In the New York Times this week there was an intriguing examination of what is called 'expressive writing'.
"The scientific research on the benefits of so-called expressive writing is surprisingly vast. Studies have shown that writing about oneself and personal experiences can improve mood disorders, help reduce symptoms among cancer patients, improve a person’s health after a heart attack, reduce doctor visits and even boost memory.
Now researchers are studying whether the power of writing — and then rewriting — your personal story can lead to behavioural changes and improve happiness."
We all do it; that's what the three of us were doing over coffee, orally mind you and the evidence collected so far is about the written word and the written word has a power that we will explore deeply in this blog. But when I read the article, after accidentally encountering the two guys at the cafe I found myself returning again and again to the idea of 'writing and rewriting' my personal story. It is something I have been preoccupied with these past couple of years and I can testify to the fact that it does change you, it does challenge you, it does reshape how you see yourself and your world.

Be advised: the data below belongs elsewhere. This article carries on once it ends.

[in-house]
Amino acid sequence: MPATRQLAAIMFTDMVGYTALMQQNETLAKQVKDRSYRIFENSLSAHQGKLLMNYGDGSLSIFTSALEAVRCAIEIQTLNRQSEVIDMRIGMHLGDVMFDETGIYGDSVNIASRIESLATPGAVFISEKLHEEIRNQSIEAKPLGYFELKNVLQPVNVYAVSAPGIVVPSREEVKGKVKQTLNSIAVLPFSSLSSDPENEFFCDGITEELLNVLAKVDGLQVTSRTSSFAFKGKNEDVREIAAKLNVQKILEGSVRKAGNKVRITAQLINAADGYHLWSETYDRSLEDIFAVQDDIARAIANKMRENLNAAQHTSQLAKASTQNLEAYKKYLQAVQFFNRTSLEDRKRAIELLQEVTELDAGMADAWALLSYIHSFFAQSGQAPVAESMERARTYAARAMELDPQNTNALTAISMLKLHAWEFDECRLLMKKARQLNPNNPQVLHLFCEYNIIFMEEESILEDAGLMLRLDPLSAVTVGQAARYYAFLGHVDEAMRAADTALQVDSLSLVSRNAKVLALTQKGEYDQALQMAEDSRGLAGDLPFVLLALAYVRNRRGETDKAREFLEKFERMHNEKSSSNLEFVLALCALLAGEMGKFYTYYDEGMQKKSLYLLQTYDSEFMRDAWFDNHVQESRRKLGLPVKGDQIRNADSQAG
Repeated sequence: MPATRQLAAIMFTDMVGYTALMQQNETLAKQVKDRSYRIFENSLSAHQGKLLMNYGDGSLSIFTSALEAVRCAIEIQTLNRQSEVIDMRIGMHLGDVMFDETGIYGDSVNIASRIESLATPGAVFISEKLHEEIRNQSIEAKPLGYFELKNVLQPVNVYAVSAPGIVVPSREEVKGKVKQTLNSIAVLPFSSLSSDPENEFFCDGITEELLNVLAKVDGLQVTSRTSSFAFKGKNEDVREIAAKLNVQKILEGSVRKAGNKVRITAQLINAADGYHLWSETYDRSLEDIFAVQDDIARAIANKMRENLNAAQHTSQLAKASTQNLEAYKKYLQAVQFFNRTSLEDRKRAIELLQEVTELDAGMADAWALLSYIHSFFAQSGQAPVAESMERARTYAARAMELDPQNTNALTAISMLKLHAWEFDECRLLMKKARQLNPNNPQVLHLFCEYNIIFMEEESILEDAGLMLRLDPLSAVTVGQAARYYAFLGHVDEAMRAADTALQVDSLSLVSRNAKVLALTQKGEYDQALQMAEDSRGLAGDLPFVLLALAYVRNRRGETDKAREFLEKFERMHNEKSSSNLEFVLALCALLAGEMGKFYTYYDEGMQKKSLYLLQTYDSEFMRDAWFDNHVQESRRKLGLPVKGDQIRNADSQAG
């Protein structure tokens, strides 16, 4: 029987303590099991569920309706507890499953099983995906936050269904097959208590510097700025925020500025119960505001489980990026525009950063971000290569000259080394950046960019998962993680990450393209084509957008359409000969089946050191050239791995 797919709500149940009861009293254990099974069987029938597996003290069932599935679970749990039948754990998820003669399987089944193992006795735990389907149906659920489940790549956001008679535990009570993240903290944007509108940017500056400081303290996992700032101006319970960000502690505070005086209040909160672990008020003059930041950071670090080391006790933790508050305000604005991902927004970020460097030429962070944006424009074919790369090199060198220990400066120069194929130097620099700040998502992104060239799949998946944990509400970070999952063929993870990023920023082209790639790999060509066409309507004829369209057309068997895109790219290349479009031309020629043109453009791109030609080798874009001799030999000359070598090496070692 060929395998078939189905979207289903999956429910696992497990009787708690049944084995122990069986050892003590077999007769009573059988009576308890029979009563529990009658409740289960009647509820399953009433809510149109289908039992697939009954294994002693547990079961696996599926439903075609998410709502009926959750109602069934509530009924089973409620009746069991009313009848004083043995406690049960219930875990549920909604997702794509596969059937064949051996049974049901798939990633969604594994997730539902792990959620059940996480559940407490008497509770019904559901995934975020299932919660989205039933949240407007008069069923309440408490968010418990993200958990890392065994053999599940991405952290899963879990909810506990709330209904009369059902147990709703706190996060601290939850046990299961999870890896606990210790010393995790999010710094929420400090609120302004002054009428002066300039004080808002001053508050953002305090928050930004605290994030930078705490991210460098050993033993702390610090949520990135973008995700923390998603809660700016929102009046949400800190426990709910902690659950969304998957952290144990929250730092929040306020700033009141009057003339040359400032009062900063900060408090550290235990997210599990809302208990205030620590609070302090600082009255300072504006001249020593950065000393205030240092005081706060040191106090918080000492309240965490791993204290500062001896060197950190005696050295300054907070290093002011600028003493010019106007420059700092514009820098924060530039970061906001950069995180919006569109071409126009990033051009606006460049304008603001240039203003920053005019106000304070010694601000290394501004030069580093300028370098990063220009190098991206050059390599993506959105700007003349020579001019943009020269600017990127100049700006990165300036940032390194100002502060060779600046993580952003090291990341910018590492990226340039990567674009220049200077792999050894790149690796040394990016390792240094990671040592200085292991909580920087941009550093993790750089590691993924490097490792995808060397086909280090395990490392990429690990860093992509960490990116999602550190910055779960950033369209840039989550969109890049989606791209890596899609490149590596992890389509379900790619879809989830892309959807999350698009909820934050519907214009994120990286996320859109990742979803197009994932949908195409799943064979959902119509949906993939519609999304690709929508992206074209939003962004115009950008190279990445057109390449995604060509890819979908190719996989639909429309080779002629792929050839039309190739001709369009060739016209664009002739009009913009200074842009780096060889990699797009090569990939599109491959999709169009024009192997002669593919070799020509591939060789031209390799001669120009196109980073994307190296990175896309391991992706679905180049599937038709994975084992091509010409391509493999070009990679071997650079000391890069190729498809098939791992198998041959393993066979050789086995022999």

That's what integrating one's life experiences is possibly all about, a re-telling, or re-understanding perhaps of what the arc and narrative of life so far has been and what the arc and narrative not yet written might be. I learned a great deal about those two strangers in just a half hour through listening to the condensed version of their lives so far. I suspect they learned much about me, not the whole me by any stretch but perhaps hints of the me that I am now trying to put forward front and centre. How that image might morph over the years is not clear to me at all but writing it and re-writing it is going to be fascinating.
Human beings are story tellers, it maybe the thing that made us significantly different from the ape, though that might just be the story we tell and are sticking to. P.